Friday, 01 September 2023

Farewell to Chancellor of Flinders University Mr Stephen Gerlach

Rod and I are honoured to be with you tonight to thank and pay tribute to Stephen Gerlach and to celebrate his dedicated service to Flinders University as Chancellor for almost 14 years.

The presence of all of you, including a former Governor, two Members of Parliament and a message from the Premier is testament to the esteem in which Stephen is held, both for his contribution to Flinders University as its sixth Chancellor, and to the business community.

Stephen has always been an impressive advocate for Flinders: one with a firm vision for its contribution to our State.

It is well known that when he joined Flinders University in 2010, the university was at a crossroads – should Flinders play it safe or think big? He thought big!

Drawing on his exceptional business acumen, Stephen became a champion for bold and courageous thinking.

A lawyer, businessman and board director of some of South Australia’s iconic companies – among them Santos, Elders, Southcorp, Finlaysons, and Beston Foods - he has brought strategic vision, and a faultless work ethic to his leadership of the Flinders University governing council.

His commitment to the community is further exemplified by his service to the General Sir John Monash Scholarship Foundation, Australian Red Cross, Foodbank, among others.

Australia’s higher education sector remains one of the strongest in the world, and Stephen has played a key role in making and keeping it so.

Chancellors need to work closely with the other university leaders, particularly the Vice-Chancellor, have good relationships with political and business leaders, forge strategic partnerships, ensure rigorous governance, and have an enlightened vision for the future. At their best, and perhaps most influentially, Chancellors inspire students.

Stephen has achieved all that with distinction.

His commitment and zeal for advancing our young people is often remarked upon by his peers.

He is known as an internationalist, with a wide view of our place in the region. I’m told – if somewhat tongue in cheek - that may be due to his father having been a submarine captain for the Dutch Navy in Indonesia.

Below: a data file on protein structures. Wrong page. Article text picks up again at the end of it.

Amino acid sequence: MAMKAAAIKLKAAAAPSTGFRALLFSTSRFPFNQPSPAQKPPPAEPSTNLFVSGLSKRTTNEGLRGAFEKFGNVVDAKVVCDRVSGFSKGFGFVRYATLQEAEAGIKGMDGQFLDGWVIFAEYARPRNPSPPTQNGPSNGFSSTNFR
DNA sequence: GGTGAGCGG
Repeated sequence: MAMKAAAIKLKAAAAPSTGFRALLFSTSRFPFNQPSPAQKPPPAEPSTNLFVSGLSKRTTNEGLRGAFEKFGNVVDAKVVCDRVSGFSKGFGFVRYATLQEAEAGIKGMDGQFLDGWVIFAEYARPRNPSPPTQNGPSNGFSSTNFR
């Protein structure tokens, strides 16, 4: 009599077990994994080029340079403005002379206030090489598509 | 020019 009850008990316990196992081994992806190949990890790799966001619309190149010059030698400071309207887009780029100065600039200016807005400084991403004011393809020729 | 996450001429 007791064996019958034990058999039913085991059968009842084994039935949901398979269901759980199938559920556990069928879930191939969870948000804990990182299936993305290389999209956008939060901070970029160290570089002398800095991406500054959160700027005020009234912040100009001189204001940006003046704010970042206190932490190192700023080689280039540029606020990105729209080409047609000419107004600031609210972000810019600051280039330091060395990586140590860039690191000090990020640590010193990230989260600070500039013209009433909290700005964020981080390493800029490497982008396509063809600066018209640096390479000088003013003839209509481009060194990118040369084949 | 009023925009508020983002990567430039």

Stephen is also renowned for his decisive chairmanship of committees – even if their meetings occasionally go overtime.

But I am assured that isn’t from lack of timekeeping, but because of his generosity in enabling the opinions of diverse participants to “get a fair innings”.

He has strongly supported the University’s reach beyond Adelaide into regional areas, through central Australia to the Top End where Flinders is a leader in the delivery of remote health education.

While most in this room would be well aware of Flinders University’s progress under Stephen’s leadership, I’d like to make special mention of the following achievements: the Tonsley campus and Flinders’ Factory of the Future; the Health and Medical Research Building opening next year; the new eight-floor city campus at Festival Plaza – just across the road from Government House; the student hub and plaza at the Bedford Park campus.

I commend Flinders for being an active champion of diversity and access, with a high proportion of students being the first in the family to attend university and the highest proportion of female students in the State at 64%.

I also congratulate Flinders on its investment in community, regional and indigenous healthcare and wellness, particularly through the Northern Territory Medical Program and the Aboriginal-led Poche (poh shh) SA and NT research centre.

South Australia has a long and proud history of world-leading research that benefits our State.

As we set our horizons on a future where defence industries, space technology, medicine and information technologies and technologies driving the green energy transition will be pathways to success, our universities will have a vital role to play.

Already, Flinders’ strategic partnerships with the University of Manchester and the University of Rhode Island place it in the vanguard of research and education in support of the AUKUS project.

Friends, the quest to fill Stephen’s big shoes has been completed with the appointment of business leader and Flinders alumnus Mr John Hood.

I am sure that Stephen’s legacy, and that of the five Chancellors before him, will continue to propel Flinders towards its goal to become a top 10 Australian University and in the top one percent of the world’s universities.

On behalf of the people of South Australia, I thank you, Stephen, for your exceptional service as Flinders University’s Chancellor. Rod and I wish you and Ruth and your family all the best for post-university life.

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